The warning was given hours in advance, but I didn't pay attention initially. Later in the day the warning was given again and this time I knew things were serious. My pulse began to increase as I gripped the wheel tightly trying to keep focused. When was it going to happen? Should I be prepared for the worst?
The sky darkened and approaching cars all had their headlights on. Could I arrive safely before the storm hit? The National Weather Service broke in mid-song to inform everyone that a tornado watch had been given for the county that I was driving towards. Only 10 more miles to my final destination and the dark skies begain to spit a little rain. Lightning began to flash a little closer as the rain began to become more steady.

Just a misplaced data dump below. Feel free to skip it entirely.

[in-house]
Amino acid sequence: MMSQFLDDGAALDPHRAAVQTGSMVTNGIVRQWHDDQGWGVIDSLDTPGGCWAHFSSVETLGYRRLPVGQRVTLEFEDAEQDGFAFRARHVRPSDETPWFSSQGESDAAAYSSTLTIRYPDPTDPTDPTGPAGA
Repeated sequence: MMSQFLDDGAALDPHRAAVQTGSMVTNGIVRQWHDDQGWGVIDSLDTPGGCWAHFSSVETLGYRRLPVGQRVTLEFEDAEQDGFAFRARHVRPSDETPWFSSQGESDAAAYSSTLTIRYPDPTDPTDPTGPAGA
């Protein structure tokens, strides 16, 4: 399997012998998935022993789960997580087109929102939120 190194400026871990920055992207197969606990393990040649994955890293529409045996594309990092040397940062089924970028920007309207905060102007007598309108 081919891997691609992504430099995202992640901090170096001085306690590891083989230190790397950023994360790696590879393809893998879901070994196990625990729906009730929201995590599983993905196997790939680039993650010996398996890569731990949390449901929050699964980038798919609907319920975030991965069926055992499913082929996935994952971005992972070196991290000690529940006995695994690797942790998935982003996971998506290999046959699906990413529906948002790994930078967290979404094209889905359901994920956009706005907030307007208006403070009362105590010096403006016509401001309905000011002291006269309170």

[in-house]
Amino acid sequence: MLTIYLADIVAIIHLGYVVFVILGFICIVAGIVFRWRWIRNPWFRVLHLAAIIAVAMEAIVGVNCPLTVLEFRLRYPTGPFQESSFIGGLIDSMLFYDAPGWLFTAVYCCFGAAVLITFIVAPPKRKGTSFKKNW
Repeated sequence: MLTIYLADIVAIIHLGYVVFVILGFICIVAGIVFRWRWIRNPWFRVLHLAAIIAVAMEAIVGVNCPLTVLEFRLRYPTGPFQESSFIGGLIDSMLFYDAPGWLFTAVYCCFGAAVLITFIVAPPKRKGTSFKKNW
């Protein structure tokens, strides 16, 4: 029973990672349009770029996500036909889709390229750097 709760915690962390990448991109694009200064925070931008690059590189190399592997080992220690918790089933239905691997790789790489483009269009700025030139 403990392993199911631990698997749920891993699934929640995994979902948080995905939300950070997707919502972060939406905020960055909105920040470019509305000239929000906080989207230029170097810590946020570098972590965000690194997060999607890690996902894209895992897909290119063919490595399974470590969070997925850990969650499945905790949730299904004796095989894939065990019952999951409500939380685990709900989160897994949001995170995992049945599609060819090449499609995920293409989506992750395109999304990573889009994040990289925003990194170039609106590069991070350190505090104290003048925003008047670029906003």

As I neared the Truxton exit, just 5 miles from my exit, the skies opened up dumping rain at a rate that made it difficult to see any lines on the highway. I almost exited in order to wait this storm out, but I was only 5 miles away. For 3 miles I gripped the steering wheel with both hands and with white knuckles. The standing water on the highway made it difficult to steer. Then at mile marker 187 the rain became less pounding. I was slightly relieved.
I could see my exit in the distance when my last challenge was thrust upon me. An 18 wheeler charging ahead at 70+ mph created a spray of water that took away any visibility that I had. I can't see my exit I thought. I must have slowed down to below the 40 mph minimum just to get a sense of control. Then, there it was, exit 185. I made it.
A few minutes later I pulled up in the driveway having survived the roughest 5 minutes of driving that I had ever had to endure.
Tonight's forecast: Chance of severe weather.